Perfect for: Divers, snorkelers and anyone who wants to see a different side of Australia.
Bay of Islands
This semi-tropical area is a few hours drive north of Auckland on pretty country roads (there being maybe only a few kilometers of what we might call a North-American-style freeway in all of New Zealand). The waterfront town of Russell has tons of charm, with small cafes and galleries and French, British and Maori influences. This is where the Treaty of Waitangi was signed between the British and New Zealand’s native Maori. The Duke of Marlborough Pub dates to 1827, making it the oldest pub in the country. It’s a short drive to north New Zealand wine country and to the amazing Kauri Cliffs resort and golf course, which has tremendous holes overlooking a pretty bay.
Perfect for: History lovers and golfers, or anyone looking for a beautiful getaway from Auckland.
This is a magical series of waterways surrounded by deep green hills, with posh lodges, remarkable boating and tiny, uninhabited islands. Canadians who love the ferry rides from Vancouver to Victoria will feel right at home in this area. Lochmara Lodge is an intimate affair that’s reachable by ferry from the town of Picton, where you can catch a boat to the capital city of Wellington. Lochmara set me up on a wonderful kayak ride that went on for several hours and took us past several packs of fairy penguins and a number of sun-bathing sea lions. Not only is it great for nature lovers, but you’re in the heart of the Marlborough wine-growing region, famous for those crisp Sauvignon Blancs. You’re also close to the Queen Charlotte Track, a world-renowned hiking route.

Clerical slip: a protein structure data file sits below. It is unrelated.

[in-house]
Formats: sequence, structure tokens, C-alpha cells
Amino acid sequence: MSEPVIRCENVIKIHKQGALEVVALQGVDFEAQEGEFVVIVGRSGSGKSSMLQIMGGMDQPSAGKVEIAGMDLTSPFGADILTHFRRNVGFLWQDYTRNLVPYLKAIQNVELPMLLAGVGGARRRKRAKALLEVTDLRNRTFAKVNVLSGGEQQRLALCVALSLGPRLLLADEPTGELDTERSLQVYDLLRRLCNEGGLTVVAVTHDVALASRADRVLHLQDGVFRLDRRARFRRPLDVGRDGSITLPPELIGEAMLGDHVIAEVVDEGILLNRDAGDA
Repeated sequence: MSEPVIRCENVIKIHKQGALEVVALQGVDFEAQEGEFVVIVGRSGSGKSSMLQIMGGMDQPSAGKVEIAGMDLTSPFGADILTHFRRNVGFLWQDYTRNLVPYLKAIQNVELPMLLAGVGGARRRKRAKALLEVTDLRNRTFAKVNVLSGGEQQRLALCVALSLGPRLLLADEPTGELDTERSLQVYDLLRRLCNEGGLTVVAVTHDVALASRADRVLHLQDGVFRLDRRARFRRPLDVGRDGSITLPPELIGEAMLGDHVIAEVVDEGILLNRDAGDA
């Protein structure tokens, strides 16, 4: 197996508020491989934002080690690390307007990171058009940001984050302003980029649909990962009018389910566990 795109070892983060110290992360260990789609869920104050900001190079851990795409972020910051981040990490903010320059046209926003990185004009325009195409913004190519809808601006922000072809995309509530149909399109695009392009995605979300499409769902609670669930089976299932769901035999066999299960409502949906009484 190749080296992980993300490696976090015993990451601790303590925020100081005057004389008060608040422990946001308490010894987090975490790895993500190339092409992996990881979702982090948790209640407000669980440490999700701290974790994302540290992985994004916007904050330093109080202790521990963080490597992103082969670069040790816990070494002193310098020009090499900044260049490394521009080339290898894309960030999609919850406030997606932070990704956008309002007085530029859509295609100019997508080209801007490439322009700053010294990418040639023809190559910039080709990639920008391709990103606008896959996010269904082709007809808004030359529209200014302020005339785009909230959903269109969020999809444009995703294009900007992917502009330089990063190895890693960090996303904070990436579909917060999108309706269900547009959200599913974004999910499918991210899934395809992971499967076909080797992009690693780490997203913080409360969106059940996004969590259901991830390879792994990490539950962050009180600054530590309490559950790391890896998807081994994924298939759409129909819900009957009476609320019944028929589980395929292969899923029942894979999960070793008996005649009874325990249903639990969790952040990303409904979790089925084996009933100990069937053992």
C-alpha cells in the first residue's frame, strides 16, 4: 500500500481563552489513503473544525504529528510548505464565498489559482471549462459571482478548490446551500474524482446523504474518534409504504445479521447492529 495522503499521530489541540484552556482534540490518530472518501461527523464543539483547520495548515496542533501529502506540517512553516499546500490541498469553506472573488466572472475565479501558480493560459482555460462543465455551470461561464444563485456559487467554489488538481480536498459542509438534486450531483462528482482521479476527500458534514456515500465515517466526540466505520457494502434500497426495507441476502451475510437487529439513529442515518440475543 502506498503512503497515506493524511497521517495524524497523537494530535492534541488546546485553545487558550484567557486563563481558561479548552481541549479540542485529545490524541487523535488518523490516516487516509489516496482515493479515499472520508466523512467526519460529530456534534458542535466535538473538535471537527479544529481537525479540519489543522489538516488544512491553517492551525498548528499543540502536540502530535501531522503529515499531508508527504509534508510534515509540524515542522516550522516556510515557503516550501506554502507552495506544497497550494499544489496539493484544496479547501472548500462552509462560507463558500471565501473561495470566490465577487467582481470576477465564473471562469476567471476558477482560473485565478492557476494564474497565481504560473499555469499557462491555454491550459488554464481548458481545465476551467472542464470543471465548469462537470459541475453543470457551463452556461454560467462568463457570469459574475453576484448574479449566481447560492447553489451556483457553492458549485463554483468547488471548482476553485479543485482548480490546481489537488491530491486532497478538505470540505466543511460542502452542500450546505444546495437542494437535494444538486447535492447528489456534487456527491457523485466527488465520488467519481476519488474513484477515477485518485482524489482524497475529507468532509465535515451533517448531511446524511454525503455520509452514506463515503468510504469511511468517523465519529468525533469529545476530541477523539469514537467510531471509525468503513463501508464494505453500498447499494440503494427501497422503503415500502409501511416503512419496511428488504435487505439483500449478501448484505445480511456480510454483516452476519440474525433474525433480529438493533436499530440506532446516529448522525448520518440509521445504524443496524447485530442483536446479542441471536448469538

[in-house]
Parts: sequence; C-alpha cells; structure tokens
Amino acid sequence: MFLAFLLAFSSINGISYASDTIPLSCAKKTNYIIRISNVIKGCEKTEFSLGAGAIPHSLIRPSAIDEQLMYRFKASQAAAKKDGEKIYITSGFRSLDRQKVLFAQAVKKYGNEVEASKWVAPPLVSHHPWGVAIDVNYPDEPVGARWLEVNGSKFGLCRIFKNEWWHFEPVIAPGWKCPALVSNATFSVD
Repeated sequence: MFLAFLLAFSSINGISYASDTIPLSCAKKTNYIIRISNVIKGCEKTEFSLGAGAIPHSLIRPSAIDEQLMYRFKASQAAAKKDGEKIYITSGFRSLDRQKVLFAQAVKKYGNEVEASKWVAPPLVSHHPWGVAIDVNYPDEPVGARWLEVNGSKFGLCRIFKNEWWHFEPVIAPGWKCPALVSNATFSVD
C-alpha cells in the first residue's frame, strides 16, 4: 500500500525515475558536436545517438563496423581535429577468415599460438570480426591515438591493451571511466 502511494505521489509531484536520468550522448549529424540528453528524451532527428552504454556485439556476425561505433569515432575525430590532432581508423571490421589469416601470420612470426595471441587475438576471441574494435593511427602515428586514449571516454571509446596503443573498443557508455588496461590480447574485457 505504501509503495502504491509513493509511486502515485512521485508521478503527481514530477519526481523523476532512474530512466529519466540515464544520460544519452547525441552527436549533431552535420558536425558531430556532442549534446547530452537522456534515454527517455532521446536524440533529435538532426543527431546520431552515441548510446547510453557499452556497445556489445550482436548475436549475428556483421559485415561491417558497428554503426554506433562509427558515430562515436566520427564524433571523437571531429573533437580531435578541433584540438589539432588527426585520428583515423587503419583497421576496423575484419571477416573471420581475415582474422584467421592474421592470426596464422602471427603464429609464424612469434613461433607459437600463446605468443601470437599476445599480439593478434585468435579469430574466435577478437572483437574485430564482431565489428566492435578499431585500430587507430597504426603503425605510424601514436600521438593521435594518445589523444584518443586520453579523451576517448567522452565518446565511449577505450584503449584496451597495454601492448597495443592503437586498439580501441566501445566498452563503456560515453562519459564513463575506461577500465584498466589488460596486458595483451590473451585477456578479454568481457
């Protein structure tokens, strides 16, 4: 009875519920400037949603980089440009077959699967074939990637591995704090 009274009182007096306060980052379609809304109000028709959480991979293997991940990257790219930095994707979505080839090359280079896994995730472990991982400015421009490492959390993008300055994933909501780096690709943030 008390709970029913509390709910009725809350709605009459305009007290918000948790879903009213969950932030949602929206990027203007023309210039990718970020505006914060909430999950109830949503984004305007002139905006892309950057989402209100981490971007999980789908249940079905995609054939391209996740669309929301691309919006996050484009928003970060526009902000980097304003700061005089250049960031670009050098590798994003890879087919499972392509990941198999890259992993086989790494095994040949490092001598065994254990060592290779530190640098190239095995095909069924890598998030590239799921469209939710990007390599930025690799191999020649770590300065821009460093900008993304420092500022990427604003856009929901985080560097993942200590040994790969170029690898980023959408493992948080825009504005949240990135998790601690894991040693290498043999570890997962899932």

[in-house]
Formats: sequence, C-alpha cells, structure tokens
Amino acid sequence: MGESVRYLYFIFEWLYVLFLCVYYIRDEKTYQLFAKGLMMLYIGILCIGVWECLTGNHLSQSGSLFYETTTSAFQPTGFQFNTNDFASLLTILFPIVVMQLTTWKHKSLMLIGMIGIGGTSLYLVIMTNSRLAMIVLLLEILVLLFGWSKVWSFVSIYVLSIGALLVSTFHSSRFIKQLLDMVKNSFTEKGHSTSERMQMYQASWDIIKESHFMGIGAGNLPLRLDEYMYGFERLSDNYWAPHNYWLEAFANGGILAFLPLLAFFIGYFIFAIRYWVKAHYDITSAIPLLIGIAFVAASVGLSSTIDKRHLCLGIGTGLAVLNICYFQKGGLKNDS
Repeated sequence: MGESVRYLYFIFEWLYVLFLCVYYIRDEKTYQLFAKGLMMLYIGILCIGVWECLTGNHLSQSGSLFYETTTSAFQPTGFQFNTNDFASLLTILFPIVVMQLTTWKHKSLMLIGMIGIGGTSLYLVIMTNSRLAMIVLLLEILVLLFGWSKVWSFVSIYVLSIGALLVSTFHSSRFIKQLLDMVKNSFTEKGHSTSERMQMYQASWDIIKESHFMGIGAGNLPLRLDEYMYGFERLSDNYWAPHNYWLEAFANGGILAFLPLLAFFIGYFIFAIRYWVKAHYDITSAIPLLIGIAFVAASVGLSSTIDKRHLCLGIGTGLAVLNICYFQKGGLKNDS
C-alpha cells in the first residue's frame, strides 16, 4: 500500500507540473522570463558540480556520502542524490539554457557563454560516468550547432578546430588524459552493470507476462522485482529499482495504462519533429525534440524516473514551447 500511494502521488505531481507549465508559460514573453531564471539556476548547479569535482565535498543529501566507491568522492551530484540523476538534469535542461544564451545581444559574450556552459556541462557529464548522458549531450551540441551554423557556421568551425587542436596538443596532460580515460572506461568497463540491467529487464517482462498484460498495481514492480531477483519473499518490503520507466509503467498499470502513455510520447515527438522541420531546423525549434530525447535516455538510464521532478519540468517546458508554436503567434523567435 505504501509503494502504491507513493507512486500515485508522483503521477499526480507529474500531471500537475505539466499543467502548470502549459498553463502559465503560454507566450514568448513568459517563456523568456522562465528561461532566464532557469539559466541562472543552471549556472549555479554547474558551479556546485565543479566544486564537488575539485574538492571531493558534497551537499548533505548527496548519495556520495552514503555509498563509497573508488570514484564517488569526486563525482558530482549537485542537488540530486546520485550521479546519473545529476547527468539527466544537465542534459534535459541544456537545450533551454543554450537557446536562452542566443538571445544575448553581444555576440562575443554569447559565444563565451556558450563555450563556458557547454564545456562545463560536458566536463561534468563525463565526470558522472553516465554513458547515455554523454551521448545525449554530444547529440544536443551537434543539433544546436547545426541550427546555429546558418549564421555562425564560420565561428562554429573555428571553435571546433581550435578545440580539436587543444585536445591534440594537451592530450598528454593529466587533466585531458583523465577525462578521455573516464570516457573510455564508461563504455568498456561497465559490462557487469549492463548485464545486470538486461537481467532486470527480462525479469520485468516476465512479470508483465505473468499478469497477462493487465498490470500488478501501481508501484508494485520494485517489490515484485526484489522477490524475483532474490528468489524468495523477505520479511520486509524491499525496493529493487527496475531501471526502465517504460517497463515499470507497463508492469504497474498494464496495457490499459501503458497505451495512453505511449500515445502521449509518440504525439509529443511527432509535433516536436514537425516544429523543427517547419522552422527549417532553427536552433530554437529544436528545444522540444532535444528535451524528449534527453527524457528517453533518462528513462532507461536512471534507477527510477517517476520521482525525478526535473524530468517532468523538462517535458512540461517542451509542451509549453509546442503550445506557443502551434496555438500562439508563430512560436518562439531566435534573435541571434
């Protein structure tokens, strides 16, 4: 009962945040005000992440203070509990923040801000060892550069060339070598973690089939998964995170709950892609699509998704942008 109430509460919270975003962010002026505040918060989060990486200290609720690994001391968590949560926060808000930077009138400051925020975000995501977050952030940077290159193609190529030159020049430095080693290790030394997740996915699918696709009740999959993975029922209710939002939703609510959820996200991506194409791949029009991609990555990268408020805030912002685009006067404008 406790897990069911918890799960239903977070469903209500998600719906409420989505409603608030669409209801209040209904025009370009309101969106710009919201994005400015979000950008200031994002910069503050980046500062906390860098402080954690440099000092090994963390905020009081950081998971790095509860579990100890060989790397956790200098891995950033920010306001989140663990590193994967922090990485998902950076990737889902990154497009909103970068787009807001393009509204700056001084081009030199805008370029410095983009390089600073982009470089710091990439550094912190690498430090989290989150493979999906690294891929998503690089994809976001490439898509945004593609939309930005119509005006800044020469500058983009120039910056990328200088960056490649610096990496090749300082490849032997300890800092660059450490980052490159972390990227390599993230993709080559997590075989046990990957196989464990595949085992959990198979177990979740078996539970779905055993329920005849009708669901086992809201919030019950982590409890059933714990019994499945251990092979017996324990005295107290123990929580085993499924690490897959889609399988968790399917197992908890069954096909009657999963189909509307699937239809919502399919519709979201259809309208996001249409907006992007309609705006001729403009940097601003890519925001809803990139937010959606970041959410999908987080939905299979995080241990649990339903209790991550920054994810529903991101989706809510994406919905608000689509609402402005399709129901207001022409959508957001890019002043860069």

Perfect for: Watersports lovers, hikers and anyone who likes a cold glass of New Zealand white wine.
Visitors who are unaware of this South Island town’s history might be surprised to find shops on the main street that say “Boulangerie” or a police station with a sign out that reads “Gendarmerie.” It turns out the French came here in 1840 but the British quickly followed and, as history tells us, became the dominant power in this part of the world. The French angle is interesting, but most folks who make it to the town come for the whale-watching and dolphin tours or other water activities. The town sits on a small bay on the Banks Peninsula, roughly an hour southeast of Christchurch. Impossibly green hills rise and fall along a series of twisting, turning bays, which look as if they were created by a slightly mad jigsaw puzzle creator. Don’t miss a visit to the Giant’s House, a crazy garden where dozens of wildly colourful ceramic statues dot the landscape. If you’re looking for a quiet place to stay, Beaufort House is a gorgeous B&B on a hill that’s run by a lovely couple.
Perfect for: Francophones, lovers of marine life and day-trippers from Christchurch.